Is it OK for male colleague to touch a woman's waist in passing?
March 1, 2018 8:42 PM   Subscribe

Woman working at a standing desk in a busy department, focused on computer ahead. Man comes from somewhere else, puts a hand on her waist for just a second and then moves next to her to look at the screen. His hand on her waist doesn't linger--just a tap.

Easy move, nothing too creepy, but I've NEVER seen men do this to other men. I'm talking about several male colleagues who happen to all fall in a certain age range (40-55). Really young guys don't do this, and really senior guys don't either, but that's my particular situation.

But strange men do this all the time to strange women--in work settings, too, not just dance clubs or other occasions of necessary proximity, where there's a plausible explanation, like jostling on a bus.

Women, what do you think?
Men, what do you think?
posted by flyingfork to Human Relations (102 answers total) 4 users marked this as a favorite
Late 20’s American woman- my reaction is “ewww. gross. no.” I would not be ok with this behavior. A tap on the shoulder is fine.
posted by raccoon409 at 8:44 PM on March 1, 2018 [30 favorites]

Creepy and inappropriate. If a man did this to me at work, I'd immediately object. Midsize town Midwestern woman here.
posted by Kalmya at 8:45 PM on March 1, 2018 [15 favorites]

Waist? Dear lord, no. This makes all my internalized-misogyny-good-ol'-boy alarm bells go off.
posted by sevensnowflakes at 8:46 PM on March 1, 2018 [26 favorites]

Not okay. If you want to get the attention of someone focused at their desk you say their name or knock lightly on their desk. That’s it.
posted by joan_holloway at 8:46 PM on March 1, 2018 [17 favorites]

Mid 30s woman in a midsize professional office environment, nope, noooope, never. An audible excuse me is the only appropriate move.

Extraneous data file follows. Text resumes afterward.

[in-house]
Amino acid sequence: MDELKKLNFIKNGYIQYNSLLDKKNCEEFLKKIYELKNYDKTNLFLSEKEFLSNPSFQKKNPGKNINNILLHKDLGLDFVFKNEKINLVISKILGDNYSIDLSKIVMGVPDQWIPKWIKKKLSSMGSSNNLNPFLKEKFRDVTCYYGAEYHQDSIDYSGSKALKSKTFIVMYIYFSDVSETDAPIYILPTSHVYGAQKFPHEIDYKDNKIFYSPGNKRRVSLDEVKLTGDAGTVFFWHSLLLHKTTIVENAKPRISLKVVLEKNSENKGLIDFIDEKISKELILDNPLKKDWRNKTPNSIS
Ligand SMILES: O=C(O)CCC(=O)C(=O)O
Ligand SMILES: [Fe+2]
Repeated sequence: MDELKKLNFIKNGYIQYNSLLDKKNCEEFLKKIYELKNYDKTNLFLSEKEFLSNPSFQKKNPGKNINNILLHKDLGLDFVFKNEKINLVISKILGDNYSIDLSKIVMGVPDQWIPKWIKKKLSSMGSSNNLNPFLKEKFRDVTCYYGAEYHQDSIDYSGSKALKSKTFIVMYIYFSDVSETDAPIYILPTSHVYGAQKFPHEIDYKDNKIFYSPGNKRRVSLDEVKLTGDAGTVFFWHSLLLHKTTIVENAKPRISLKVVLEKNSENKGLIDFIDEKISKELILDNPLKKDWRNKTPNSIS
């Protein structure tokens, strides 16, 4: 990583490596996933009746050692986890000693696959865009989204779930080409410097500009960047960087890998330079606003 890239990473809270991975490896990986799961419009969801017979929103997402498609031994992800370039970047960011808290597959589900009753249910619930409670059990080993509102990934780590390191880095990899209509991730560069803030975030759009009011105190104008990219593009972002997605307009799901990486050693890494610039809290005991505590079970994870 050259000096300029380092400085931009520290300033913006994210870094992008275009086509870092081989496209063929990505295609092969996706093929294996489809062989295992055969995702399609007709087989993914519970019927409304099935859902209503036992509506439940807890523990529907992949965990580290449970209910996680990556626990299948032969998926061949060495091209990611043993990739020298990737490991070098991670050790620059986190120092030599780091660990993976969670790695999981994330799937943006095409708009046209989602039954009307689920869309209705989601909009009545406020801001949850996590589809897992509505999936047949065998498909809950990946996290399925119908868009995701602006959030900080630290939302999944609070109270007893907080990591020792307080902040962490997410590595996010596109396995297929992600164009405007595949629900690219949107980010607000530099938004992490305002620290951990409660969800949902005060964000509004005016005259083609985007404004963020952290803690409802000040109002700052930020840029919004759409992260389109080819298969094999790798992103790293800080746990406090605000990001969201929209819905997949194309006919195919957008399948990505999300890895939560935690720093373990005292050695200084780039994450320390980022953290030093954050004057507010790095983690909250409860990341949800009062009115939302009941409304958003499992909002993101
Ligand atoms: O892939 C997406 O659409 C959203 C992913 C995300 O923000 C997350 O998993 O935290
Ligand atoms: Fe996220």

posted by fairlynearlyready at 8:47 PM on March 1, 2018 [8 favorites]

Woman here, doing lots of work on screens with lots of male colleagues who come by to look at what I'm doing. This would immediately elicit a "DUDE what the fuck was that?" (modulate for seniority of offender but trust me, that would very clearly be the gist) from me.
posted by btfreek at 8:49 PM on March 1, 2018 [10 favorites]

posted by bonehead at 8:50 PM on March 1, 2018 [8 favorites]

Late 30s man - oh god no.
posted by The Gaffer at 8:51 PM on March 1, 2018 [8 favorites]

Noooooooooooo. This happened to me. The guy who did it was a creeper/harasser with bad boundaries. I went to HR, they didn't help me, I found another job.
posted by bunderful at 8:51 PM on March 1, 2018 [13 favorites]

Absolutely not. This is terrible.
posted by kdar at 8:53 PM on March 1, 2018 [6 favorites]

Woman working at a standing desk in a busy department, focused on computer ahead. Man comes from somewhere else, puts a hand on her waist for just a second and then moves next to her to look at the screen.

Oh hell no. No nope no not okay.

Woman working at a standing desk in a busy department, focused on computer ahead. Man comes from somewhere else, says "Hey [woman's name], I'm here to look at the thing we're going to look at."

This would be fine.
posted by rtha at 8:55 PM on March 1, 2018 [16 favorites]

I'm in that same age range. I've had this happen to me in the past. Only from people I knew relatively well, though, in a work setting. I never used to mind too much, as it felt like a friendly thing more than anything else, and I didn't feel like it was a way to catch someone's attention, more a way to clear space for them to move next to you.

As time went on, though, I've come to feel that it's both creepy and weird. Friendly or not, consciously or not, I think of it like a power move - touching you to force you to move away from the spot you were in, so they can claim it from you. I started asking people not to touch me like that, and haven't had it happen in years now.
posted by gemmy at 8:56 PM on March 1, 2018 [17 favorites]

Mid-40s male. Absolutely not OK.
posted by Calvin and the Duplicators at 9:01 PM on March 1, 2018 [5 favorites]

I threw up a little in my mouth.
posted by bendy at 9:02 PM on March 1, 2018 [19 favorites]

There's no plausible reason not to tap their shoulder, if they feel physical contact is needed because the other person is so deep in concentration and waving a hand in front of the person's face is rude. A waist touch is intimate because it is an intimate area. Touching there in a club/social setting is a flirting move.